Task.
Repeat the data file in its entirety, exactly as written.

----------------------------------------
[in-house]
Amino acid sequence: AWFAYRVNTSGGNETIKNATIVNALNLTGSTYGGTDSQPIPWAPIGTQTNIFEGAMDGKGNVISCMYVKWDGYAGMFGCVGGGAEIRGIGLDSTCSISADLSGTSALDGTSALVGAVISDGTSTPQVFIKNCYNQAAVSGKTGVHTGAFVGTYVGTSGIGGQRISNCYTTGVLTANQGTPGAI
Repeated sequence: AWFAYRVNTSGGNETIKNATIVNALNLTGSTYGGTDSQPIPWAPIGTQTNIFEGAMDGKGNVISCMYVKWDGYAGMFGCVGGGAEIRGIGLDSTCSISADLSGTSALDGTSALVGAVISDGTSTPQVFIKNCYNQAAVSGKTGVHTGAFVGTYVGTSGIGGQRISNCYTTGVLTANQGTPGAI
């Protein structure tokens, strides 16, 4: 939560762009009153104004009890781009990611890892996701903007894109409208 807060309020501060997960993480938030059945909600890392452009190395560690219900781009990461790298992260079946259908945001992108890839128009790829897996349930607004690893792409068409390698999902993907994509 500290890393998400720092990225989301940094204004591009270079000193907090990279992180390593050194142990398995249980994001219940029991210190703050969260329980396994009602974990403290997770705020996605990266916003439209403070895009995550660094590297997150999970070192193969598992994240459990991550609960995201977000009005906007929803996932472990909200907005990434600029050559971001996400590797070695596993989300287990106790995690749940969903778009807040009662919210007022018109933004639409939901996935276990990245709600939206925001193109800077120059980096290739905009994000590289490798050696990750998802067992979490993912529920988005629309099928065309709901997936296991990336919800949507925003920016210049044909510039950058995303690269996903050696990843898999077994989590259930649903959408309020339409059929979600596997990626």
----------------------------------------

[in-house]
Amino acid sequence: AWFAYRVNTSGGNETIKNATIVNALNLTGSTYGGTDSQPIPWAPIGTQTNIFEGAMDGKGNVISCMYVKWDGYAGMFGCVGGGAEIRGIGLDSTCSISADLSGTSALDGTSALVGAVISDGTSTPQVFIKNCYNQAAVSGKTGVHTGAFVGTYVGTSGIGGQRISNCYTTGVLTANQGTPGAI
Repeated sequence: AWFAYRVNTSGGNETIKNATIVNALNLTGSTYGGTDSQPIPWAPIGTQTNIFEGAMDGKGNVISCMYVKWDGYAGMFGCVGGGAEIRGIGLDSTCSISADLSGTSALDGTSALVGAVISDGTSTPQVFIKNCYNQAAVSGKTGVHTGAFVGTYVGTSGIGGQRISNCYTTGVLTANQGTPGAI
């Protein structure tokens, strides 16, 4: 939560762009009153104004009890781009990611890892996701903007894109409208 807060309020501060997960993480938030059945909600890392452009190395560690219900781009990461790298992260079946259908945001992108890839128009790829897996349930607004690893792409068409390698999902993907994509 500290890393998400720092990225989301940094204004591009270079000193907090990279992180390593050194142990398995249980994001219940029991210190703050969260329980396994009602974990403290997770705020996605990266916003439209403070895009995550660094590297997150999970070192193969598992994240459990991550609960995201977000009005906007929803996932472990909200907005990434600029050559971001996400590797070695596993989300287990106790995690749940969903778009807040009662919210007022018109933004639409939901996935276990990245709600939206925001193109800077120059980096290739905009994000590289490798050696990750998802067992979490993912529920988005629309099928065309709901997936296991990336919800949507925003920016210049044909510039950058995303690269996903050696990843898999077994989590259930649903959408309020339409059929979600596997990626």